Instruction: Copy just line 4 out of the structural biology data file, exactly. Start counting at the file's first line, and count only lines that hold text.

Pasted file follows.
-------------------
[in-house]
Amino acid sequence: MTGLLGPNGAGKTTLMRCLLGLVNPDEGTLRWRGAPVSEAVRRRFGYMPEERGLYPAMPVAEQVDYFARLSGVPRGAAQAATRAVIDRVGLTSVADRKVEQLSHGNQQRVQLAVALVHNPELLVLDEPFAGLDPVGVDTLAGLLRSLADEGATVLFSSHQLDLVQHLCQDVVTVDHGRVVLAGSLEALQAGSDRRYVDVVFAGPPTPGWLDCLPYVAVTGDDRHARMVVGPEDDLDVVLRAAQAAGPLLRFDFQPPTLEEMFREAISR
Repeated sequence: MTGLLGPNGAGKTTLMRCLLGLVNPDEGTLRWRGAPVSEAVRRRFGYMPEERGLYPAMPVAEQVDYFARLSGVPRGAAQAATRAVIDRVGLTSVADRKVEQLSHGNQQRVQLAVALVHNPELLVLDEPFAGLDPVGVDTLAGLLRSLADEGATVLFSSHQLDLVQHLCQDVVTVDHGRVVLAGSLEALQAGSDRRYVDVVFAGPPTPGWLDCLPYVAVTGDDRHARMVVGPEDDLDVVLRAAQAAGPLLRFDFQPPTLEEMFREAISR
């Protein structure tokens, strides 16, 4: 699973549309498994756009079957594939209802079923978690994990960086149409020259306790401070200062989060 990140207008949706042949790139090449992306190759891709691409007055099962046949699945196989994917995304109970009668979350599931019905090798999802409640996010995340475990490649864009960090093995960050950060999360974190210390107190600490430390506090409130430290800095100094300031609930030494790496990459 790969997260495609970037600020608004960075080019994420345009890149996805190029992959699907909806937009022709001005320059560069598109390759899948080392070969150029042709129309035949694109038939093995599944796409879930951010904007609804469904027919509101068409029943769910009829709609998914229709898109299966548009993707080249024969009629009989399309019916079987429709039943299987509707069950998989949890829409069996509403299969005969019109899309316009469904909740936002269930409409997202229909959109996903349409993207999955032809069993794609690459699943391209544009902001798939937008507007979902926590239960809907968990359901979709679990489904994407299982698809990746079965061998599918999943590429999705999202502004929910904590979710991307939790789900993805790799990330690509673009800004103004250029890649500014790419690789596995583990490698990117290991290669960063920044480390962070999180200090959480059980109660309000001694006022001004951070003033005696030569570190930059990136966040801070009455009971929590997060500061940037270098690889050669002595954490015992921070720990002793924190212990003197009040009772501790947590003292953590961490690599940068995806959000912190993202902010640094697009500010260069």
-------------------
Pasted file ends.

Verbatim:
């Protein structure tokens, strides 16, 4: 699973549309498994756009079957594939209802079923978690994990960086149409020259306790401070200062989060 990140207008949706042949790139090449992306190759891709691409007055099962046949699945196989994917995304109970009668979350599931019905090798999802409640996010995340475990490649864009960090093995960050950060999360974190210390107190600490430390506090409130430290800095100094300031609930030494790496990459 790969997260495609970037600020608004960075080019994420345009890149996805190029992959699907909806937009022709001005320059560069598109390759899948080392070969150029042709129309035949694109038939093995599944796409879930951010904007609804469904027919509101068409029943769910009829709609998914229709898109299966548009993707080249024969009629009989399309019916079987429709039943299987509707069950998989949890829409069996509403299969005969019109899309316009469904909740936002269930409409997202229909959109996903349409993207999955032809069993794609690459699943391209544009902001798939937008507007979902926590239960809907968990359901979709679990489904994407299982698809990746079965061998599918999943590429999705999202502004929910904590979710991307939790789900993805790799990330690509673009800004103004250029890649500014790419690789596995583990490698990117290991290669960063920044480390962070999180200090959480059980109660309000001694006022001004951070003033005696030569570190930059990136966040801070009455009971929590997060500061940037270098690889050669002595954490015992921070720990002793924190212990003197009040009772501790947590003292953590961490690599940068995806959000912190993202902010640094697009500010260069």